ASUS SABERTOOTH Z87 Intel Motherboard Review


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ASUS Motherboard Final Thoughts

ASUS’ TUF line of motherboards started with the relatively obscure LGA1156 platform, but they’ve expanded it since then. Unlike the Deluxe series, the TUF boards don’t come with features like mSATA sockets or built-in WiFi and Bluetooth. Unlike the Republic of Gamers series boards, they don’t have voltage test points, extra EPS-12V power connectors, or POST code displays. The point behind the TUF series is reliability, and ASUS backs its claims up with a five-year warranty.

Although full-sized ATX motherboards almost seem like dinosaurs these days, they still have their place in enthusiast systems. If you’re running an SLI or CrossFireX setup, an ATX board gives you some extra space between your cards, which can help keep them cooler. Extra USB and SATA ports are available, which are nice to have if you need them. And having a few extra slots for a third-party sound, NIC, or PCI-E SSD card is nice, too.


The newest version of ASUS’ AI Suite utility bundled adds some nice new features, especially the Thermal Radar 2 auto-fan profiling. This is an excellent example of the type of innovation ASUS brings to the market, along with the schedulable network program priority.

In my recent review of ASUS’ micro-ATX version of this board, the GRYPHON, I wondered what extra features the ATX version would have. The answer is: more slots, more ports, marginally better overclocking, and the standard inclusion of the ASUS Thermal Armor kit.

SABERTOOTH Z87 Conclusion

Bereft of features like on-board start and reset buttons, POST code displays, integrated wireless, and so forth, the ASUS SABERTOOTH Z87 seems almost ascetic in its minimalist approach. But as we know, this board trades on the earned reputation of previous generations of TUF motherboards. “The Ultimate Force” may sound like a cheesy marketing term (because it is), but there’s no denying the thought and design ASUS has put into this board.

Of course the feature everyone notices first is the Thermal Armor. ASUS deserves kudos for their innovative approach to the problem of managing thermals down at the board level, instead of just slapping some big heat sinks on and depending on case airflow to keep everything cool. The one thing that concerns me is that overheating might be a possibility (especially for the CPU power supply area) if you don’t install the two small optional fans. I installed the helper fans for my overclocking runs and I could hear them ramping up and down as tests ran.

ASUS continues the khaki-schemed colors of previous TUF boards on the SABERTOOTH, although it’s mostly hidden under the Thermal Armor. I understand some modders have painted the Thermal Armor upper panel. Not a bad idea, and it opens up some new ideas for system customization.

ASUS uses many mil-spec components on their TUF boards. Capacitors, chokes, and MOSFETs pass tests for thermal shock, salt spray, vibration, and mechanical shock– you know, the type of stuff your rig goes through every day. Well, not really of course, but it’s nice to know that there’s something backing up that 5 year warranty. The construction quality of the board, as might be expected, is immaculate.

Like its little brother, the GRYPHON, the SABERTOOTH forgoes many enthusiast features, as I mentioned at the start of this section. There’s plenty of board real estate to add such features, but don’t hold your breath, since that’s not the demographic they’re trying to appeal to. The TUF series is all about reliability, and while long-term reliability is impossible to evaluate in a standard review, ASUS is confident enough to give their TUF series the their longest warranties.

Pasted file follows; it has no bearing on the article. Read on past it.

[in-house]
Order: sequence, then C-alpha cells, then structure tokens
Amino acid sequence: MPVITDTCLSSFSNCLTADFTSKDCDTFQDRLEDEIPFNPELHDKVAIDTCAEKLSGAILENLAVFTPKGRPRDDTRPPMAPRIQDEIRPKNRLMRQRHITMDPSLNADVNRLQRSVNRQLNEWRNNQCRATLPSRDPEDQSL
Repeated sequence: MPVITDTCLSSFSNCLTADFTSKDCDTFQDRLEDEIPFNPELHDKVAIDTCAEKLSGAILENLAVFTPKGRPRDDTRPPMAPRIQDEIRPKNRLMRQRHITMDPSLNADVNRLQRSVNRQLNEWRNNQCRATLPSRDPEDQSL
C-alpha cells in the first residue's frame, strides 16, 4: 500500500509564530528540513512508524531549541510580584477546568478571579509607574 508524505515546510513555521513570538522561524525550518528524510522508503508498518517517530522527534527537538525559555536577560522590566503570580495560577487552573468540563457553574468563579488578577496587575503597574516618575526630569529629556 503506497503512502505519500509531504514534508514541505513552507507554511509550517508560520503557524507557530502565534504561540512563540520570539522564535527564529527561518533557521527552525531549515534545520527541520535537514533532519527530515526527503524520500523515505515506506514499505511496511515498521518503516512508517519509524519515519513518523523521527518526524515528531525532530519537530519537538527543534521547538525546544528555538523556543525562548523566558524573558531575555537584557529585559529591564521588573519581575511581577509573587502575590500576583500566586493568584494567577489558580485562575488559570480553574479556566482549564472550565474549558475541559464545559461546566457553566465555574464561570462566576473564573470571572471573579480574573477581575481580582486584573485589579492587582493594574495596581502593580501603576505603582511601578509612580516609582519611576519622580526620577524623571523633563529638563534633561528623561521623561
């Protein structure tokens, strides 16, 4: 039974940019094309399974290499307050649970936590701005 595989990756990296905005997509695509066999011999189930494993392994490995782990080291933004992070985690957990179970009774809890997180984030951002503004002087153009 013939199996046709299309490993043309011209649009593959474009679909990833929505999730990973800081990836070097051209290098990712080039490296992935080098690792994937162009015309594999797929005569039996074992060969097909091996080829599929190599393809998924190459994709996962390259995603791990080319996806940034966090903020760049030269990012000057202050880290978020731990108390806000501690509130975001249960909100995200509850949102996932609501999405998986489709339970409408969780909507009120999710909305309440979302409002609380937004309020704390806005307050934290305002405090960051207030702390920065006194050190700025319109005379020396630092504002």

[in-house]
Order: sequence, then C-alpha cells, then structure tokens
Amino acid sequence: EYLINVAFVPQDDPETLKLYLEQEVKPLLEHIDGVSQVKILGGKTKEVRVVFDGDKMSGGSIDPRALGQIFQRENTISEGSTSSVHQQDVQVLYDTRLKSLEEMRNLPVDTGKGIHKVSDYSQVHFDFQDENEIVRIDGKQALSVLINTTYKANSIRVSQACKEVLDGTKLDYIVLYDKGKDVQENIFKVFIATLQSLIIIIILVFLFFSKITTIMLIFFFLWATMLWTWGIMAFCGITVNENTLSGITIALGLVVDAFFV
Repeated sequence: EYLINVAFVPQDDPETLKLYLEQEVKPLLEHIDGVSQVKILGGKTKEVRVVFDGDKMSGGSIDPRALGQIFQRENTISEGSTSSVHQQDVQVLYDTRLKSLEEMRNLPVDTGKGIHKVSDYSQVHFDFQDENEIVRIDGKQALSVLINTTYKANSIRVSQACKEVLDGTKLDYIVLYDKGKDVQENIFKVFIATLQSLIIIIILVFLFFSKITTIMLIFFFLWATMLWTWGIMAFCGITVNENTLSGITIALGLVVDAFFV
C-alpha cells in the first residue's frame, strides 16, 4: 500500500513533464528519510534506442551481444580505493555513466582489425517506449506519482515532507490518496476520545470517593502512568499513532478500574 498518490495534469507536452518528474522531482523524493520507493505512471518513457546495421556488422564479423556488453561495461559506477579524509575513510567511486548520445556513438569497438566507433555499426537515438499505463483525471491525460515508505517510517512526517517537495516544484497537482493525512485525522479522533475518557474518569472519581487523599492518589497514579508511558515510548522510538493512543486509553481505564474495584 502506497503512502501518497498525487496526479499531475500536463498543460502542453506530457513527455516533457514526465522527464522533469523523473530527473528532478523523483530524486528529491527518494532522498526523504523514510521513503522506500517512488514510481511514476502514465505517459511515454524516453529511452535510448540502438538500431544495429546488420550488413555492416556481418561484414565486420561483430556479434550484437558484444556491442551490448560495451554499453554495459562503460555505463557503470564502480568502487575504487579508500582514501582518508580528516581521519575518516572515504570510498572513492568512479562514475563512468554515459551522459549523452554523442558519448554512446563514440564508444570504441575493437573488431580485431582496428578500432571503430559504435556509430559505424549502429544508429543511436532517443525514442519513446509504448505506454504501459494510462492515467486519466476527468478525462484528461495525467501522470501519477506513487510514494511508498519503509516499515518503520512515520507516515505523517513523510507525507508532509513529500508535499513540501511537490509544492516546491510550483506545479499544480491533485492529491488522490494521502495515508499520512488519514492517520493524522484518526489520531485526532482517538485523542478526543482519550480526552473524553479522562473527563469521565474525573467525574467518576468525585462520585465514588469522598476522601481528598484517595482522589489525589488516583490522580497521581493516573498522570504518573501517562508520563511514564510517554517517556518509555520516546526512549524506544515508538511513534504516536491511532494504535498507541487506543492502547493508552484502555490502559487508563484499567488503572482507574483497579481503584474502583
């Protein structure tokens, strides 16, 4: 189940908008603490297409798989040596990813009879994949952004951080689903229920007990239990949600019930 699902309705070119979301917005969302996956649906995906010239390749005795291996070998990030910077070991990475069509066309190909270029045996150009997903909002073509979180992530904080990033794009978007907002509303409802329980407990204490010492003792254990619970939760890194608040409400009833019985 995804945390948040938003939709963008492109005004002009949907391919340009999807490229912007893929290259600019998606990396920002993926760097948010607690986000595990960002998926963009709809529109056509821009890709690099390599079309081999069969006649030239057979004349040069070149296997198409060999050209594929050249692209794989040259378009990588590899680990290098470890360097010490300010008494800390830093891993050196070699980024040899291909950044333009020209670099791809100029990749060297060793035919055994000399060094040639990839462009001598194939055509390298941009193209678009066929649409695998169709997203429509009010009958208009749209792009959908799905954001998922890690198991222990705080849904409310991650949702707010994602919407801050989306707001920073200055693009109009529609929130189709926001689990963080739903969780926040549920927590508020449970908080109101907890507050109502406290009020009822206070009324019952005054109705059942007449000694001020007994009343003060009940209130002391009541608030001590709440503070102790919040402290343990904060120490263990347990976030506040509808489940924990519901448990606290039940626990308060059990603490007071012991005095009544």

The value proposition for this board isn’t clear-cut. For $259.99 (Amazon|Newegg), the ASUS Z87 SABERTOOTH is an expensive ATX motherboard, and for the same or a lower price you can get other Z87 ATX motherboards that have more (obvious) features, such as onboard WiFi/Bluetooth or POST code displays. The benefits of the TUF lineup are not those that can be easily discerned in a review like this; rather, it’s a statement of durability and reliability that you pretty much have to take on faith. So it boils down to function over flash, and you’ll have to decide how important either is for yourself.

Pros:Benchmark Reviews Golden Tachometer Award

+ Thermal Armor and Fortifier
+ Mil-spec components backed by 5 year warranty
+ Three extra thermal probes to work with Thermal Radar 2
+ Excellent and innovative UEFI BIOS
+ AI Suite continues to impress


– Turbo V Evo not included
– Rather light on features, given the price


  • Performance: 9.50
  • Appearance: 9.25
  • Construction: 9.75
  • Functionality: 8.50
  • Value: 8.50

Final Score: 9.0 out of 10.

Excellence Achievement: Benchmark Reviews Golden Tachometer Award.

COMMENT QUESTION: Which motherboard manufacturer do you prefer most?


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1 comment

  1. CrazyElf

    Supposedly, this board is marketed towards the “long term” upgrade market, that is, people who upgrade every 4-5 years, so the emphasis is put on durability.

    I mean, what I like about this board is the backplate. That said, the Maximus VI Formula might have all of the features on this board and is expected to be in the ~$300 USD range, plus it comes with more OC power, and better components, so it’s probably a better buy.

    Actually on that note, is there anyone that knows when the Maximus VI Formula is to arrive here in North America?

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